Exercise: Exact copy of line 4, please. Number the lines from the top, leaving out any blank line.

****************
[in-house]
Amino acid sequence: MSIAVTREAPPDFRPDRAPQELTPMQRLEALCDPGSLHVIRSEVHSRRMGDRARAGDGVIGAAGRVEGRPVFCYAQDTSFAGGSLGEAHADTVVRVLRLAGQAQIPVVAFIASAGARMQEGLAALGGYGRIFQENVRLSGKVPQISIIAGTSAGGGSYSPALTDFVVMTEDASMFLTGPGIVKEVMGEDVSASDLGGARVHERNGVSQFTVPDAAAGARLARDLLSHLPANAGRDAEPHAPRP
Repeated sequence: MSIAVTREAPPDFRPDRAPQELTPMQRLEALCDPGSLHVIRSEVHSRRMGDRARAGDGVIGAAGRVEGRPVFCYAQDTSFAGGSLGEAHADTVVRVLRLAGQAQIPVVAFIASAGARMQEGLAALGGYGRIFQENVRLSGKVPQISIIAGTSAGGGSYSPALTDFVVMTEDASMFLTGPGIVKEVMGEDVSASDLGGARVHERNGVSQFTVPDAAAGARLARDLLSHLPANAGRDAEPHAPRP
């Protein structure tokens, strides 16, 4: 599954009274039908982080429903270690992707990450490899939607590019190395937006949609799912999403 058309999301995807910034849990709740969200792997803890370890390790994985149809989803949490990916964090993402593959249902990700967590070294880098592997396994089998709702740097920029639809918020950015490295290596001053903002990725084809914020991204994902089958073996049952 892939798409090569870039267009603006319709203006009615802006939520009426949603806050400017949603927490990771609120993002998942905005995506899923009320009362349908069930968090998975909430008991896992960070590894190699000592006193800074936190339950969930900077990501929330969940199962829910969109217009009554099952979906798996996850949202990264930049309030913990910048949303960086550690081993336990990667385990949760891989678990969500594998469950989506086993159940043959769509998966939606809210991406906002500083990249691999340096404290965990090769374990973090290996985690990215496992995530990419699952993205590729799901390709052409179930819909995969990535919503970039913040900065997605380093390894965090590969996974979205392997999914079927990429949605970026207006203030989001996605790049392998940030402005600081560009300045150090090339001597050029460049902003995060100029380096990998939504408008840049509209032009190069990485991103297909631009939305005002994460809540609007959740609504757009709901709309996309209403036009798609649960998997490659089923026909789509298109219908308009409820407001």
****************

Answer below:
């Protein structure tokens, strides 16, 4: 599954009274039908982080429903270690992707990450490899939607590019190395937006949609799912999403 058309999301995807910034849990709740969200792997803890370890390790994985149809989803949490990916964090993402593959249902990700967590070294880098592997396994089998709702740097920029639809918020950015490295290596001053903002990725084809914020991204994902089958073996049952 892939798409090569870039267009603006319709203006009615802006939520009426949603806050400017949603927490990771609120993002998942905005995506899923009320009362349908069930968090998975909430008991896992960070590894190699000592006193800074936190339950969930900077990501929330969940199962829910969109217009009554099952979906798996996850949202990264930049309030913990910048949303960086550690081993336990990667385990949760891989678990969500594998469950989506086993159940043959769509998966939606809210991406906002500083990249691999340096404290965990090769374990973090290996985690990215496992995530990419699952993205590729799901390709052409179930819909995969990535919503970039913040900065997605380093390894965090590969996974979205392997999914079927990429949605970026207006203030989001996605790049392998940030402005600081560009300045150090090339001597050029460049902003995060100029380096990998939504408008840049509209032009190069990485991103297909631009939305005002994460809540609007959740609504757009709901709309996309209403036009798609649960998997490659089923026909789509298109219908308009409820407001």